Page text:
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Pollock, G.H. (1978). On Siblings, Childhood Sibling Loss, and Creativity. Ann. Psychoanal., 6:443-481.

(1978). Annual of Psychoanalysis, 6:443-481

On Siblings, Childhood Sibling Loss, and Creativity

George H. Pollock, M.D., Ph.D.

On the battlefields of past activities, where man grappled with many unknowns, slowly re-emerging patterns are apparent. These patterns are “deceptive since [they preserve], beneath a falsely innocent exterior, memories and patterns of former conflicts” and solutions.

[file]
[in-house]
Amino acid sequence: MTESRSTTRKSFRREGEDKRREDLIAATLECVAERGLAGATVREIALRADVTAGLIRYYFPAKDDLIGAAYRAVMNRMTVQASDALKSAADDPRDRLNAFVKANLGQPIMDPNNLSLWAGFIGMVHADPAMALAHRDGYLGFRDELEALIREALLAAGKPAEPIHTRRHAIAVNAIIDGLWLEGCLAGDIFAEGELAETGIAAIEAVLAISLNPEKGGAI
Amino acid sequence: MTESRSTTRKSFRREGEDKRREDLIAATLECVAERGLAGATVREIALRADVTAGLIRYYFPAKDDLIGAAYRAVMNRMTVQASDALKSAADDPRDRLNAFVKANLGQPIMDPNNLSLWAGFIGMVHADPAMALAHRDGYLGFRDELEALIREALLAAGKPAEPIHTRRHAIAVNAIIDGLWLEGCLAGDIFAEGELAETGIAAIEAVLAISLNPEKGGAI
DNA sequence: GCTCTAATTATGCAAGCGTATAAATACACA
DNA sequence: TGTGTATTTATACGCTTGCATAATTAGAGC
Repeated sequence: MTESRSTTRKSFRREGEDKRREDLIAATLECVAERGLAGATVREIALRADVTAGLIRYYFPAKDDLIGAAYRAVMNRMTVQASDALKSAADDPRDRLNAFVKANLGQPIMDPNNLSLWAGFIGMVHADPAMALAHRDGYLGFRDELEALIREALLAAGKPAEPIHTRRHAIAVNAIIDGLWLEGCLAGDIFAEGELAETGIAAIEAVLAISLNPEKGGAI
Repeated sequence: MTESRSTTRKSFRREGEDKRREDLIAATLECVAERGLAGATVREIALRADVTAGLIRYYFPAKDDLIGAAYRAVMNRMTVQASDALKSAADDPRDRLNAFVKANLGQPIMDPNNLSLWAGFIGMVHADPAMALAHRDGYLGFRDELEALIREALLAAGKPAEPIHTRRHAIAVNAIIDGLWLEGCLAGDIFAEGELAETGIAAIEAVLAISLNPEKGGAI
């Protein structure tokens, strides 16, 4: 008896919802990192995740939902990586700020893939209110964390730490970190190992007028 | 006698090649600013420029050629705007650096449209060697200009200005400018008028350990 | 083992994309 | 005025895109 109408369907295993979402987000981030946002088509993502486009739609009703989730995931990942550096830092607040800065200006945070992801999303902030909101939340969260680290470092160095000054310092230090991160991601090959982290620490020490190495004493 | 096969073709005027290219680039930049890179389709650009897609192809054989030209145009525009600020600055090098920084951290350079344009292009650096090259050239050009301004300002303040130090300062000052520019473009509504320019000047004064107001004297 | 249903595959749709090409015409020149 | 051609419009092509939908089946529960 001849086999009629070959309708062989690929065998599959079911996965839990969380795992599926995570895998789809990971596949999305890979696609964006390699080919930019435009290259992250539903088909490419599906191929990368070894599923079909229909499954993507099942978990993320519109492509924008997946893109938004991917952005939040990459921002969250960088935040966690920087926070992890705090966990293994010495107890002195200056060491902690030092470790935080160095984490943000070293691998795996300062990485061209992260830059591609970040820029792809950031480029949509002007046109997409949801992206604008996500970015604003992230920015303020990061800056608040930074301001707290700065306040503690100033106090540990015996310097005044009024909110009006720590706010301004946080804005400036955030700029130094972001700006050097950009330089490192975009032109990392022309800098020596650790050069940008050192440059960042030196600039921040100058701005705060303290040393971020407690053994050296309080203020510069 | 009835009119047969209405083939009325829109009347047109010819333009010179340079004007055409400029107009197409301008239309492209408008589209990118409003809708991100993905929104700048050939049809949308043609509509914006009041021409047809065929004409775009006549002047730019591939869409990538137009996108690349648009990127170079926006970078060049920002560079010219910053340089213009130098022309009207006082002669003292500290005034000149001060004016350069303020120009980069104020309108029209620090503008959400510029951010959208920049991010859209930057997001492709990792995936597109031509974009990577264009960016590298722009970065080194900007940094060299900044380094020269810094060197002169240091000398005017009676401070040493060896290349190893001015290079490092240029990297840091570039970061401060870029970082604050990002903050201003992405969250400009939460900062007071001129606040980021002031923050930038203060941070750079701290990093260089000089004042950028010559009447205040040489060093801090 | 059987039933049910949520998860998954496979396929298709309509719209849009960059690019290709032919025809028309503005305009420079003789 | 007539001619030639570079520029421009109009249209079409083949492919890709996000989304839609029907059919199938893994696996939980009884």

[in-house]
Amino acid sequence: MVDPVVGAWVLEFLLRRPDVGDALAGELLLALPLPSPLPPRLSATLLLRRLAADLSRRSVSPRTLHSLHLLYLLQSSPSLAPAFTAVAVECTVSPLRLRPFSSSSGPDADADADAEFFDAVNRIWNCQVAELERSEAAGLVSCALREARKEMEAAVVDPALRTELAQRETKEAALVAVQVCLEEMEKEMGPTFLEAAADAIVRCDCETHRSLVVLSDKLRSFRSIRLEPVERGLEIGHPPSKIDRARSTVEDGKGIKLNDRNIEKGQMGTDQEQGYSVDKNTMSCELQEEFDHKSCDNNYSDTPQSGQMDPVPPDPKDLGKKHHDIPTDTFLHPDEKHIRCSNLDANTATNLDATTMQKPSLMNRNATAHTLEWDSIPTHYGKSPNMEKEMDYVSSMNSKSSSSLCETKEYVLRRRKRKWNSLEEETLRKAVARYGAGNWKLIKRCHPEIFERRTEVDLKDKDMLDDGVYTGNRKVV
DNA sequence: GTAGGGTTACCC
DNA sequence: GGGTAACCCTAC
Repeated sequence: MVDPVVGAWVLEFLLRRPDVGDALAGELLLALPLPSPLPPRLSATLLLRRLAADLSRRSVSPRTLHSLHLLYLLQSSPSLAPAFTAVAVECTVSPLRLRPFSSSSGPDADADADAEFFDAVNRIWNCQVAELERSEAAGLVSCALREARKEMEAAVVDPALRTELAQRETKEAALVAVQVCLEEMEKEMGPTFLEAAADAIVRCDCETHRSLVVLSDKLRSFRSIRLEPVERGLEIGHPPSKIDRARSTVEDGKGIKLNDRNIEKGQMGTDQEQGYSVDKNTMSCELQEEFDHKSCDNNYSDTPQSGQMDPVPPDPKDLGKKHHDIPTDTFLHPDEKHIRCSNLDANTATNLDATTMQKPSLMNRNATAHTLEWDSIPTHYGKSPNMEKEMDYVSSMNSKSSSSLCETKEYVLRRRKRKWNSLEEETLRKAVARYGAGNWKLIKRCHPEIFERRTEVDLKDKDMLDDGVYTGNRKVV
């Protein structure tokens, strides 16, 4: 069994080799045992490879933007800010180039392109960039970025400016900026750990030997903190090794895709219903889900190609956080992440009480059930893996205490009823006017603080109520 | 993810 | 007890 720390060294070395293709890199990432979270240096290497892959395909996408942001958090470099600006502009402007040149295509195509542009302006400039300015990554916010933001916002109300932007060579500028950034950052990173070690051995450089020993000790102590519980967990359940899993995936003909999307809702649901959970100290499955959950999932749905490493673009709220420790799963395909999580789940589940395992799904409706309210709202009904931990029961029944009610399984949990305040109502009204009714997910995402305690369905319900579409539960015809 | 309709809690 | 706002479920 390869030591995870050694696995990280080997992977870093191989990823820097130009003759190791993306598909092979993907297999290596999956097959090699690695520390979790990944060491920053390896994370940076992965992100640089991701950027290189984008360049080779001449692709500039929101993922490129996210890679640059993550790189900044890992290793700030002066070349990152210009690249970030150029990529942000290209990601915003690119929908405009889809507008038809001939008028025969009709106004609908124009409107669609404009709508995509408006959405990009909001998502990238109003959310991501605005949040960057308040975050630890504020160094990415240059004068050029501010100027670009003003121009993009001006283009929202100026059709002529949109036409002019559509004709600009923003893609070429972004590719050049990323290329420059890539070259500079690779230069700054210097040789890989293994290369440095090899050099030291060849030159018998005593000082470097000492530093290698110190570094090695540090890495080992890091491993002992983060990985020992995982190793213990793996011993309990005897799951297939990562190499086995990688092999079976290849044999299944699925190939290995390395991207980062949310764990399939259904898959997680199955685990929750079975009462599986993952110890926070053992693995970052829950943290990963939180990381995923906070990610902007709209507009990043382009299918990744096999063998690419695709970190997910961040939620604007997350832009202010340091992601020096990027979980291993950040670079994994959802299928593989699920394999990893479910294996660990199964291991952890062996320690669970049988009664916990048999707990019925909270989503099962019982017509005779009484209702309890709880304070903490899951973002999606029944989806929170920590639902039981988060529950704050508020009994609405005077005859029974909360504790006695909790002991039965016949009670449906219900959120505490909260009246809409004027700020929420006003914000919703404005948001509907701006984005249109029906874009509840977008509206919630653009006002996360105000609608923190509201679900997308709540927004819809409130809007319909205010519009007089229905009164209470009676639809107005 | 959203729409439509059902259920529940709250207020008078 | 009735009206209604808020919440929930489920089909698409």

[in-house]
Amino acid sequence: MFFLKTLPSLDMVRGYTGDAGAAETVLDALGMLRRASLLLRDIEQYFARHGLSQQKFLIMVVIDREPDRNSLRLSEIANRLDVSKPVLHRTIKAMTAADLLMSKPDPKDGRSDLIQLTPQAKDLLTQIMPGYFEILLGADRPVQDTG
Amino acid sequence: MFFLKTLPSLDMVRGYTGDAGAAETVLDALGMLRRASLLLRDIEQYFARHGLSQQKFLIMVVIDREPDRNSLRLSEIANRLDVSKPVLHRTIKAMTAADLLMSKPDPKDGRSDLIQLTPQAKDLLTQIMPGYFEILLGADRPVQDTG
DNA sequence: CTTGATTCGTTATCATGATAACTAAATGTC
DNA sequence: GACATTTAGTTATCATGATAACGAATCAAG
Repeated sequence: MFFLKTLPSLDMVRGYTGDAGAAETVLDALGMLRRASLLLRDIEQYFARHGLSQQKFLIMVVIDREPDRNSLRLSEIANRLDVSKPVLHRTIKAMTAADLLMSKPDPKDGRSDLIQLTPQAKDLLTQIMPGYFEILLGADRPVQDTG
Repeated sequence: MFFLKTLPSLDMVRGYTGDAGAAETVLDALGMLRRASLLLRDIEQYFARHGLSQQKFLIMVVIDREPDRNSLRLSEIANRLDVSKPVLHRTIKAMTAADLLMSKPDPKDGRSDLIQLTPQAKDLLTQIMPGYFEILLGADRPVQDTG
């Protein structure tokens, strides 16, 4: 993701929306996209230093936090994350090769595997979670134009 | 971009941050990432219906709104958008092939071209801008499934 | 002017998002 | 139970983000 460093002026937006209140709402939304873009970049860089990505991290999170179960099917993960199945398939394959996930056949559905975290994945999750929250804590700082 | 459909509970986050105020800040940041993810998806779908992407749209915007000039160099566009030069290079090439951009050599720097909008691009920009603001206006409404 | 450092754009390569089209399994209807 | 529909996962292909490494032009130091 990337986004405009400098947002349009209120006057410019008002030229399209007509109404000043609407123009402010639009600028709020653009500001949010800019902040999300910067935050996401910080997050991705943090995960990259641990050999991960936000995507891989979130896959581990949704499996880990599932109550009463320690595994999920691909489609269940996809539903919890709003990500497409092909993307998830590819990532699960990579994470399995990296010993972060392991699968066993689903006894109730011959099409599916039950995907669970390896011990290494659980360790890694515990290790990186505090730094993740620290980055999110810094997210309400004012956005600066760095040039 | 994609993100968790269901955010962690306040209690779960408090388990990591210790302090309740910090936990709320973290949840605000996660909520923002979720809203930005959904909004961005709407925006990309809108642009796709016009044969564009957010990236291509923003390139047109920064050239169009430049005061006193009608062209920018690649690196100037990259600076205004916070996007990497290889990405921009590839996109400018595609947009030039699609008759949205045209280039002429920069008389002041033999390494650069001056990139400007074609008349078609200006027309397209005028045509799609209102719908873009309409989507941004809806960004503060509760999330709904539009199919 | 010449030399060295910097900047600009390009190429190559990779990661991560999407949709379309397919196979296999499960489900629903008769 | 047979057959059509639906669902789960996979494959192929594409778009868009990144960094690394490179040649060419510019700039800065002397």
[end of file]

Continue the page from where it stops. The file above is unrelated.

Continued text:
—Claude Léavi-Strauss [1955, p. 117].

Writers create worlds for themselves in their books; they tell parables; they offer allegories of the Self. When they express these in the form of fiction or poetry or drama we have the work of a transfiguring imagination which uses symbolic statement and myth to disguise autobiography.

—Leon Edel [1975, p. 279].

I.

[This is a summary or excerpt from the full text of the book or article. The full text of the document is available to subscribers.]

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